Gov. Andrew Cuomo said Monday that he will “100 percent oppose” giving the state’s racetracks exclusive rights to build full-scale casinos in the state.
New York’s nine racetracks that have video-lottery terminals have been heavily lobbying Cuomo and the state Legislature to give them the rights to build casinos in the state. The state Legislature this year passed the first of two constitutional amendments to allow for up to seven casinos.
But Cuomo said he wants an open competition, and he won’t necessarily give the racinos the jackpot of being able to open casinos, which would have table games and other amenities that they don’t currently have. The Democratic governor also said he might consider casinos in western New York, despite the exclusive gaming rights of the Seneca Nation of Indians.
In western New York, the casino issue is complicated because the Seneca Nation of Indians have exclusive gaming rights in the region, stretching from Buffalo and east of Rochester. But the tribe has withheld more than $300 million in payments to the state in recent years, claiming the current three racinos in the region – Batavia, Finger Lakes and Buffalo — are infringing on their rights.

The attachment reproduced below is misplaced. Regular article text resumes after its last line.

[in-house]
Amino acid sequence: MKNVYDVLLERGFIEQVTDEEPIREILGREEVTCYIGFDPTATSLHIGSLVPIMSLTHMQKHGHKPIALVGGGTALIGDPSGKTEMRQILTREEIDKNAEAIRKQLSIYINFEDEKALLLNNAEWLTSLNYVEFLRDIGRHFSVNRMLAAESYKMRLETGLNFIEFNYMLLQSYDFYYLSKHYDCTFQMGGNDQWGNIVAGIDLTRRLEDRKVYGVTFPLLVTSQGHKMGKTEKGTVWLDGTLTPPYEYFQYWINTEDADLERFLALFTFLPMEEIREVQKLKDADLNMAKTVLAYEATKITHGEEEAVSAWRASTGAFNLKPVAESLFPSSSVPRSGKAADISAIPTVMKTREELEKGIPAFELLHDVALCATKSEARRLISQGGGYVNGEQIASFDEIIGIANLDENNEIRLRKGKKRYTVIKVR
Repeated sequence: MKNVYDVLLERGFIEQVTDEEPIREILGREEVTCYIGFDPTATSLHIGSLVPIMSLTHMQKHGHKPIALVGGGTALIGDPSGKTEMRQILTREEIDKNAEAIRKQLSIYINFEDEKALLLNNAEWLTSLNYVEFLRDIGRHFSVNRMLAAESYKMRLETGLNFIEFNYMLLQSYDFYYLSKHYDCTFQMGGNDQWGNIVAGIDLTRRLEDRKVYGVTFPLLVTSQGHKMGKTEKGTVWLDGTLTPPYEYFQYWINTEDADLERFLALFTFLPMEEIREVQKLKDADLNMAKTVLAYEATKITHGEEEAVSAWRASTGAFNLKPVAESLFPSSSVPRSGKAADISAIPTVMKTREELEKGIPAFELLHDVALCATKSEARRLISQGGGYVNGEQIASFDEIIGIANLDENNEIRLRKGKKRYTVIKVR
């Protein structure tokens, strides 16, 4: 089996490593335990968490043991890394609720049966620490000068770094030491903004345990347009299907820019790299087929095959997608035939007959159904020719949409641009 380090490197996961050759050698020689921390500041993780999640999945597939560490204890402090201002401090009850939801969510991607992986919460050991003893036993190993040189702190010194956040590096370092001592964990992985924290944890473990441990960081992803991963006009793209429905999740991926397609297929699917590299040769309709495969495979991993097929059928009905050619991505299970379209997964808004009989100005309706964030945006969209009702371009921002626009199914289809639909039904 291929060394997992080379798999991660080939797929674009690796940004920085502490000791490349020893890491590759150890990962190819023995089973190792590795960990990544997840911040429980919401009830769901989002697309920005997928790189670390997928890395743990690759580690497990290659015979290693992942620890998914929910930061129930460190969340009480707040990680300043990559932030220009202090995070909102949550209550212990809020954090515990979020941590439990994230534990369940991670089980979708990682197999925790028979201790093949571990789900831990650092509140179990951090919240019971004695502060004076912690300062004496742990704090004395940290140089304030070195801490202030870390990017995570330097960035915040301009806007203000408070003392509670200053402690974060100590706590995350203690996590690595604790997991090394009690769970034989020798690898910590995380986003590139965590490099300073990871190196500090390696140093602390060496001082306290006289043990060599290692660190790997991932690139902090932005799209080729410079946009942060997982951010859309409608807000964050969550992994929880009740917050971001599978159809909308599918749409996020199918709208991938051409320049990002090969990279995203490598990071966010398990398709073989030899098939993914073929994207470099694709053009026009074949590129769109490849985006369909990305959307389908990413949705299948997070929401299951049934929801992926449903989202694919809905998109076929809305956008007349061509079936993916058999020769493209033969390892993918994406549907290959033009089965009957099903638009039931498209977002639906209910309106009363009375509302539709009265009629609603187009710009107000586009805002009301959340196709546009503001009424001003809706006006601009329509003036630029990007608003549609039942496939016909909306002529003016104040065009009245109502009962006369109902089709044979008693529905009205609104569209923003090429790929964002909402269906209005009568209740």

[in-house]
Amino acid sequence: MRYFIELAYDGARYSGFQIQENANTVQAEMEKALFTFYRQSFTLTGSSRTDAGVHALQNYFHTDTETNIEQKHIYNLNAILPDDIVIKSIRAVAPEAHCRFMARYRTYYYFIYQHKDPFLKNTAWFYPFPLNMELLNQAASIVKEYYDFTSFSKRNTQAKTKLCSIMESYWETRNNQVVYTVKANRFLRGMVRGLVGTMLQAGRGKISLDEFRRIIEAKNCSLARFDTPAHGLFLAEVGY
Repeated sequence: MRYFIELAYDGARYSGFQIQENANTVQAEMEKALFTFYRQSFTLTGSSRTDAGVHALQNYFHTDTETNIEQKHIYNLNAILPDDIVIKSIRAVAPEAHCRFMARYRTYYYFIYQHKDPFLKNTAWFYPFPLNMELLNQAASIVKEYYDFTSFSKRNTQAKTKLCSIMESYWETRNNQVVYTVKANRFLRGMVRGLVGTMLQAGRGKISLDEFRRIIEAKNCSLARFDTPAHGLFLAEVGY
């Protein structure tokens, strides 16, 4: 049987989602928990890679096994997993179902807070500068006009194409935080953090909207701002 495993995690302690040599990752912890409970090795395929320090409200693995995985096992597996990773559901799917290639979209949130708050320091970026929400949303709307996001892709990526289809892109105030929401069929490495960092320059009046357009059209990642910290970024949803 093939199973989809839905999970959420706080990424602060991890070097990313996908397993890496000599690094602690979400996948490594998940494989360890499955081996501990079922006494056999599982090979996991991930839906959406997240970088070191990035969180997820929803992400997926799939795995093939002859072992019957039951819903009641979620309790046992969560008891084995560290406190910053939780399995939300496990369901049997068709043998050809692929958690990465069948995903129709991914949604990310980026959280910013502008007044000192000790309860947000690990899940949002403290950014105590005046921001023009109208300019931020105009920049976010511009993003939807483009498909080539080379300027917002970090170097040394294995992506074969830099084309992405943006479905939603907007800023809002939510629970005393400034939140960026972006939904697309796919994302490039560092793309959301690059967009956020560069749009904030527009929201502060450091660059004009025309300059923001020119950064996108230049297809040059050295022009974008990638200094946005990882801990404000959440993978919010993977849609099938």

Cuomo said if the Senecas don’t pay, then their exclusivity might be nullified. The Senecas have three casinos in western New York.
He suggested that the Senecas’ holdout might allow for private casinos to be located in western New York.
“Contracts cannot be one-sided instruments. The contract basically said for these payments, the state will grant this exclusivity,” Cuomo said. “Well if there are no payments, then you would argue there is no exclusivity. If you want the exclusivity — which was our end of the contract — then you would have to live up to your end of the contract.”
Seneca Nation President Robert Odawi Porter declined to comment through a spokesman.
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